State investigators have identified two police officers who shot and killed a Columbia Heights man brandishing a weapon during a domestic disturbance call early Tuesday morning.
The officers are Columbia Heights Sgt. Erik Johnston and Fridley officer Shawn Murphy.
Johnston has worked with Columbia Heights for 13 years, and Murphy has been with the Fridley force for a year, according to the Minnesota Bureau of Apprehension.
Both are on paid administrative leave.
The Midwest Medical Examiner’s Office identified the man killed as Michael Gerald Ray Kirvelay, 45, of Montrose. Kirvelay died of multiple gunshot wounds. An attorney representing one of Kirvelay’s sisters said family members believe he was armed with a BB gun.
The BCA continues to investigate the incident, including examining police body camera footage, which has not been made public. Columbia Heights was one of the first departments in the state to issue cameras to all 27 of its officers. They tiny cameras must be turned on during interactions with the public.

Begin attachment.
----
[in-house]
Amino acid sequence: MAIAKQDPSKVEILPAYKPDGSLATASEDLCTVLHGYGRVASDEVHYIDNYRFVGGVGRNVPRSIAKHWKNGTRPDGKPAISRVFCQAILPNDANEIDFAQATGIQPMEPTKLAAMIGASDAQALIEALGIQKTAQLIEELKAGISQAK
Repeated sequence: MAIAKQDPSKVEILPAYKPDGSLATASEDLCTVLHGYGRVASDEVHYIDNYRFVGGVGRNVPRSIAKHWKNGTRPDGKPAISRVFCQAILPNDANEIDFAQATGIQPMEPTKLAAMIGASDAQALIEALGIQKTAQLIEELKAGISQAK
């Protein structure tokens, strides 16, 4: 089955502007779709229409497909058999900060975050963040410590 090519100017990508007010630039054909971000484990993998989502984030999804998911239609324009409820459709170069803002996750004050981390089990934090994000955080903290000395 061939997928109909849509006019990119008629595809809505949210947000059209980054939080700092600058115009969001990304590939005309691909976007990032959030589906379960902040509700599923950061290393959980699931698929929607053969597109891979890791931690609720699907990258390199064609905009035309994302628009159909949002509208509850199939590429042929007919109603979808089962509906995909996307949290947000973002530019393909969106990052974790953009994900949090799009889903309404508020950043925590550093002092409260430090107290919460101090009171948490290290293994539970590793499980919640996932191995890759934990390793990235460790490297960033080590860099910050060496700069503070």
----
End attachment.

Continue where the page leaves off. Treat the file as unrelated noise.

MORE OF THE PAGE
According to the BCA:
Shortly after 2:30 a.m. Tuesday, two Columbia Heights officers responded to a 911 call of a person with a gun at a cleaning service business on the 700 block of 40th Avenue NE in Columbia Heights.
Officers encountered Kirvelay in a hallway inside the main entrance to the building.
“At one point, Mr. Kirvelay produced a weapon and was threatening individuals with it,” according to a BCA news release.
The officers called for additional backup, which drew officers from Columbia Heights and Fridley.
“Mr. Kirvelay refused officers’ repeated calls to show his hands and at one point officers fired,” according to the BCA release.
Kirvelay was pronounced dead at the scene.
Attorney Patrick R. Burns said one of Kirvelay’s family members has hired him to investigate the shooting. Burns said two of Kirvelay’s sisters lived at the shop in Columbia Heights. One of those women called police.
“They were not in fear of him. They were fearful for him. They were concerned about him,” Burns said.
So far, the family’s request to see body camera footage has been denied, Burns said. The family questions whether police needed to use lethal force, Burns said.
When the BCA’s investigation is complete, the BCA will turn its findings over to the Anoka County attorney’s office for review.